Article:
In 2001, a man in his seventies came forward to say when he was a schoolboy, he witnessed a local man digging in his garden at the time of Sheila's disappearance. It was a sight that had preyed on his mind ever since. It transpired the garden belonged to Richard Ryan, a convicted rapist who had died in 1989. However, although the garden was searched, no trace of her was found.
So was she kidnapped by Richard Ryan, or was she abducted by a mystery cyclist? Other theories include her running away to London where some of her friends were relocated, or that she was taken by a young couple who were seen by her sister shortly before her disappearance. It was claimed the couple spoke of how lovely Sheila was and how they wished to take her with them. However, her parents always insisted she had gone of her own volition to London, a highly unlikely theory considering her age.
Genette Tate: A Devonshire Disappearance
It has been over forty years since the 13-year-old schoolgirl vanished from a country lane in Devon while delivering newspapers. Known to her friends and family as Ginny, she loved animals and poetry, enjoyed attending school and was naturally gifted at mathematics. It was the last day of her paper round at 3.15 PM when, after delivering 14 papers, she bumped into two of her friends about two-thirds of the way down Withen Lane.
From here, the three girls walked along the lane happily chatting until they reached the top of the path. It was here that Genette decided to climb back on her bike and cycle down the slope. She remained within her friends' sight for an estimated 50 metres until the lane bent to the left and out of view.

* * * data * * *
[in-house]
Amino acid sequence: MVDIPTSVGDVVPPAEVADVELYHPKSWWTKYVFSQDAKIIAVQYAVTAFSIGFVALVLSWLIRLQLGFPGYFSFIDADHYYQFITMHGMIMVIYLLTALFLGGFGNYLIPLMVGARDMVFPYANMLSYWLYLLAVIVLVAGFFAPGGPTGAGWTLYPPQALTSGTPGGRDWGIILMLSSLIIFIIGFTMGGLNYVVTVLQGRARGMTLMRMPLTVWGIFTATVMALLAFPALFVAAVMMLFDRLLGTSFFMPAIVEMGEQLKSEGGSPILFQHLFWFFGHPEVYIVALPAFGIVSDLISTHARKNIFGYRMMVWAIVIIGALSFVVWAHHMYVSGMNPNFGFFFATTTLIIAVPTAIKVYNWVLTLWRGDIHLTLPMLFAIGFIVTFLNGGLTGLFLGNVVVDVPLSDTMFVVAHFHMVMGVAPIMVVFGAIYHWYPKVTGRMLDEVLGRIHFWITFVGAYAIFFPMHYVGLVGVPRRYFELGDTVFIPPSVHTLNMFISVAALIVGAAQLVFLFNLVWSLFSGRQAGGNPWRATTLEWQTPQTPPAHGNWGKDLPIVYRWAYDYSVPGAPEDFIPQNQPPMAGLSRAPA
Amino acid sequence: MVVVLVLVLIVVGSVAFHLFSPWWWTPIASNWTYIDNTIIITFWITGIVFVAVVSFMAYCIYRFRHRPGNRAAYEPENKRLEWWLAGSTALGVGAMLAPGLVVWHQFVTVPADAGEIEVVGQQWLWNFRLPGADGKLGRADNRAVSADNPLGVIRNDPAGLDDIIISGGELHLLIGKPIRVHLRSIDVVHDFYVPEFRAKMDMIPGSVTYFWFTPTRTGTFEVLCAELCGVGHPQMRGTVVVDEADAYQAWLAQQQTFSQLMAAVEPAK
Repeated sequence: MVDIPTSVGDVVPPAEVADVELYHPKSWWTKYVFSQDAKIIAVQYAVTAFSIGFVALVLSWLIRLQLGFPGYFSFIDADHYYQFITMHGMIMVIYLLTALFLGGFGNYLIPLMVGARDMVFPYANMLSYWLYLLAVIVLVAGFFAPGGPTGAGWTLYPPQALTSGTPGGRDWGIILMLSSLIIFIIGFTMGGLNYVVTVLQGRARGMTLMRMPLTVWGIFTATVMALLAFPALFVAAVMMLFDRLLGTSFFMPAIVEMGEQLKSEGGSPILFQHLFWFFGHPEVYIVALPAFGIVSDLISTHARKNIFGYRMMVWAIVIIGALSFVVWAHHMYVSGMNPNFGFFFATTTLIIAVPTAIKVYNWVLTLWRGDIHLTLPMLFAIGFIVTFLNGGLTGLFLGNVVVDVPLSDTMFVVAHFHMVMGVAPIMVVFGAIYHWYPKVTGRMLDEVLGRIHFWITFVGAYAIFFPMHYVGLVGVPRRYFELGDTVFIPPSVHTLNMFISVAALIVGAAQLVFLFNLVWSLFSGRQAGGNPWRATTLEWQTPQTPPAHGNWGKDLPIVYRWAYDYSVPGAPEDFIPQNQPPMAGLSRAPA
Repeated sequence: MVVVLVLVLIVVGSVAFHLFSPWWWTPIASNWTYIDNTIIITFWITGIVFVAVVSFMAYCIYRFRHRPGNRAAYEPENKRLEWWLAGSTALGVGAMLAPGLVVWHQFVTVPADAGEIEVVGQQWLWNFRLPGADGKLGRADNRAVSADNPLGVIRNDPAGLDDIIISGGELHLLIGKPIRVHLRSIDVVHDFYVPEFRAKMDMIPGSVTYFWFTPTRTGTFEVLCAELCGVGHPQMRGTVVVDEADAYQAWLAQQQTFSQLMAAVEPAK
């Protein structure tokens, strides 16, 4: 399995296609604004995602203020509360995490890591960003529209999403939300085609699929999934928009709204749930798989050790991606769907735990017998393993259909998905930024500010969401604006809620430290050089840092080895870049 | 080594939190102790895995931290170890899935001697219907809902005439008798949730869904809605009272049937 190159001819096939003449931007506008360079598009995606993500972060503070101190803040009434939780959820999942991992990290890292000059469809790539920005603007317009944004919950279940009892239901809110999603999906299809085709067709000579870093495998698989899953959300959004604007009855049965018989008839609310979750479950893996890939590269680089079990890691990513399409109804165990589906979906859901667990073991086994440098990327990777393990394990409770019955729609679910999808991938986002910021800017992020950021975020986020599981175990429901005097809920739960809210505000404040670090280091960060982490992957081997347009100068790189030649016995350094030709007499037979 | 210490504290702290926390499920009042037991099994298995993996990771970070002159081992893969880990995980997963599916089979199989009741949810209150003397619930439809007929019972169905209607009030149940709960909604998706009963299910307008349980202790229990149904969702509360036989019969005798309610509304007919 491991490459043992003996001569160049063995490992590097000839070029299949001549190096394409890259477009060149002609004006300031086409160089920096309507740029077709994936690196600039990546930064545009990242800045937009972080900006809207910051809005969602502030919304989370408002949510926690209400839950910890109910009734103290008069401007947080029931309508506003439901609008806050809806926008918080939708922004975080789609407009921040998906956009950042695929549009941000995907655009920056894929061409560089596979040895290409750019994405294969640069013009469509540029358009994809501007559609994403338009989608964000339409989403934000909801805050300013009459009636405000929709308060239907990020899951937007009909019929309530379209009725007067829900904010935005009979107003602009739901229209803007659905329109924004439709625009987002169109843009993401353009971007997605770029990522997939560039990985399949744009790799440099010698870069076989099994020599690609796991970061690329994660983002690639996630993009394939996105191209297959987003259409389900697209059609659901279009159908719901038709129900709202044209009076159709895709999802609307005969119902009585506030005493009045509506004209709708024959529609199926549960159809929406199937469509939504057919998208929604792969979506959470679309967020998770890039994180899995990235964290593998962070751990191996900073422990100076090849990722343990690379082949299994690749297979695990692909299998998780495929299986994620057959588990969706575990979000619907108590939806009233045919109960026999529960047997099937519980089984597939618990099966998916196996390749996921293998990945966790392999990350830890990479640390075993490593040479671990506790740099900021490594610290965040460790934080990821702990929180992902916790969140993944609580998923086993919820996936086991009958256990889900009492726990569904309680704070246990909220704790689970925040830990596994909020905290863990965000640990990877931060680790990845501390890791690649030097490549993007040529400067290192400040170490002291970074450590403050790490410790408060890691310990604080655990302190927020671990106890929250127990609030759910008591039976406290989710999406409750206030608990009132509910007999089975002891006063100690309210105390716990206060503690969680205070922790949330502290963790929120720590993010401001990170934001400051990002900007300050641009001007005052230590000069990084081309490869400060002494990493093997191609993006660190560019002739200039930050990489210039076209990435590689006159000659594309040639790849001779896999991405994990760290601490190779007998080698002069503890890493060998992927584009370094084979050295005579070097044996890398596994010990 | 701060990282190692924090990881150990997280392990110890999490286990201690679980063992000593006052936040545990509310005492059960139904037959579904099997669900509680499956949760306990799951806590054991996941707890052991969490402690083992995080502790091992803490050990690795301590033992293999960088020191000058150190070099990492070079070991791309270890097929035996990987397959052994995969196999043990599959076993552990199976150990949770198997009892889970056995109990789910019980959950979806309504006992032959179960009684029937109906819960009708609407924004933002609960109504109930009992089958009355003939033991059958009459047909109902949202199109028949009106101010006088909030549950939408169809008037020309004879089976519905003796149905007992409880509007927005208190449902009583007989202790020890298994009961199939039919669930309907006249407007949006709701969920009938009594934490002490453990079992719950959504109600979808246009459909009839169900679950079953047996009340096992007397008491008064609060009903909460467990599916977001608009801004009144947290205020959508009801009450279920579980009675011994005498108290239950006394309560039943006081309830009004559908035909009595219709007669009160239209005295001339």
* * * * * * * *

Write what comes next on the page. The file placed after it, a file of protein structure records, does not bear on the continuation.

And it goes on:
Around 10 minutes later, the two girls stumbled across Genette's bicycle which lay on the side of the road abandoned and surrounded by scattered newspapers. For a long while, the girls tried to find their friend, shouting her name and searching the local countryside. When there was no sight of her, it was decided they should alert the police.
It is generally assumed that she must have been abducted and one possible suspect is convicted murderer Robert Black. Born in 1947, the Scottish serial killer was seen acting suspiciously at nearby Exeter airport.
In 2016, the police were in the process of producing a file in which to seek his prosecution for Genette's disappearance. However, five weeks before they were able to do so, Black died in prison. To this day, no trace of Genette has been found and she remains one of England's biggest mysteries.
Update: Genette's father passed away in April 2020. "In the last years of his life, Mr. Tate believed that serial child-killer Robert Black was likely to be behind his daughter's disappearance."
If you are worried about the whereabouts of someone you know and fear they have gone missing, the first step is to contact people they know. If you are still concerned, contact your local police station.
It is commonly assumed you must wait 24 hours before doing so, but this is largely a myth. You can contact the police whenever you feel it is necessary.
This content reflects the personal opinions of the author. It is accurate and true to the best of the author’s knowledge and should not be substituted for impartial fact or advice in legal, political, or personal matters.
© 2019 Astrid McClymont